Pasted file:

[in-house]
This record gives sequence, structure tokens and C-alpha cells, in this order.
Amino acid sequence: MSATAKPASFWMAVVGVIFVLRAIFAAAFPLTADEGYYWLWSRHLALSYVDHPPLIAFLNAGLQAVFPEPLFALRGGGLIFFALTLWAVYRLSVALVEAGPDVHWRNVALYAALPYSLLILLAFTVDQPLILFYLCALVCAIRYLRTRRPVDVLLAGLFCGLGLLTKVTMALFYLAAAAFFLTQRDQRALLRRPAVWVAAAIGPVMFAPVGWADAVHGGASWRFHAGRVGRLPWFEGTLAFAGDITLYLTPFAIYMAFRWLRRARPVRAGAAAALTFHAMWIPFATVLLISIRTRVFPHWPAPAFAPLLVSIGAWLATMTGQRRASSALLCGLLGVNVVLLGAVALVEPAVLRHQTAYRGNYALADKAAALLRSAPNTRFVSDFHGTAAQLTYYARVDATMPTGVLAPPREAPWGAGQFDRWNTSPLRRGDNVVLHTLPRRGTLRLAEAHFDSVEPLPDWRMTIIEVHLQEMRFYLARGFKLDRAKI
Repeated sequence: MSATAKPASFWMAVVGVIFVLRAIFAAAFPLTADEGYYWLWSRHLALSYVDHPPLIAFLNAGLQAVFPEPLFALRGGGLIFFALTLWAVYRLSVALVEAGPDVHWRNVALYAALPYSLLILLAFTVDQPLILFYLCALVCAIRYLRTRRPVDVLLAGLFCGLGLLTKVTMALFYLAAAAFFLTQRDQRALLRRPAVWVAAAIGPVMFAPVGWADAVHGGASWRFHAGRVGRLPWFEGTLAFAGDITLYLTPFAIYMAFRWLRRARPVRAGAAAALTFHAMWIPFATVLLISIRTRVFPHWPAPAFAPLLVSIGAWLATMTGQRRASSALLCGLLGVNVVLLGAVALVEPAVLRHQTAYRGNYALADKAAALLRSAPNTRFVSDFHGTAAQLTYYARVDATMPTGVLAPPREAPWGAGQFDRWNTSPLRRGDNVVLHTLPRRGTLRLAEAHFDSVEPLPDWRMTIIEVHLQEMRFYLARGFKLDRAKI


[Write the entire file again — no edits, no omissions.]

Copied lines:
[in-house]
This record gives sequence, structure tokens and C-alpha cells, in this order.
Amino acid sequence: MSATAKPASFWMAVVGVIFVLRAIFAAAFPLTADEGYYWLWSRHLALSYVDHPPLIAFLNAGLQAVFPEPLFALRGGGLIFFALTLWAVYRLSVALVEAGPDVHWRNVALYAALPYSLLILLAFTVDQPLILFYLCALVCAIRYLRTRRPVDVLLAGLFCGLGLLTKVTMALFYLAAAAFFLTQRDQRALLRRPAVWVAAAIGPVMFAPVGWADAVHGGASWRFHAGRVGRLPWFEGTLAFAGDITLYLTPFAIYMAFRWLRRARPVRAGAAAALTFHAMWIPFATVLLISIRTRVFPHWPAPAFAPLLVSIGAWLATMTGQRRASSALLCGLLGVNVVLLGAVALVEPAVLRHQTAYRGNYALADKAAALLRSAPNTRFVSDFHGTAAQLTYYARVDATMPTGVLAPPREAPWGAGQFDRWNTSPLRRGDNVVLHTLPRRGTLRLAEAHFDSVEPLPDWRMTIIEVHLQEMRFYLARGFKLDRAKI
Repeated sequence: MSATAKPASFWMAVVGVIFVLRAIFAAAFPLTADEGYYWLWSRHLALSYVDHPPLIAFLNAGLQAVFPEPLFALRGGGLIFFALTLWAVYRLSVALVEAGPDVHWRNVALYAALPYSLLILLAFTVDQPLILFYLCALVCAIRYLRTRRPVDVLLAGLFCGLGLLTKVTMALFYLAAAAFFLTQRDQRALLRRPAVWVAAAIGPVMFAPVGWADAVHGGASWRFHAGRVGRLPWFEGTLAFAGDITLYLTPFAIYMAFRWLRRARPVRAGAAAALTFHAMWIPFATVLLISIRTRVFPHWPAPAFAPLLVSIGAWLATMTGQRRASSALLCGLLGVNVVLLGAVALVEPAVLRHQTAYRGNYALADKAAALLRSAPNTRFVSDFHGTAAQLTYYARVDATMPTGVLAPPREAPWGAGQFDRWNTSPLRRGDNVVLHTLPRRGTLRLAEAHFDSVEPLPDWRMTIIEVHLQEMRFYLARGFKLDRAKI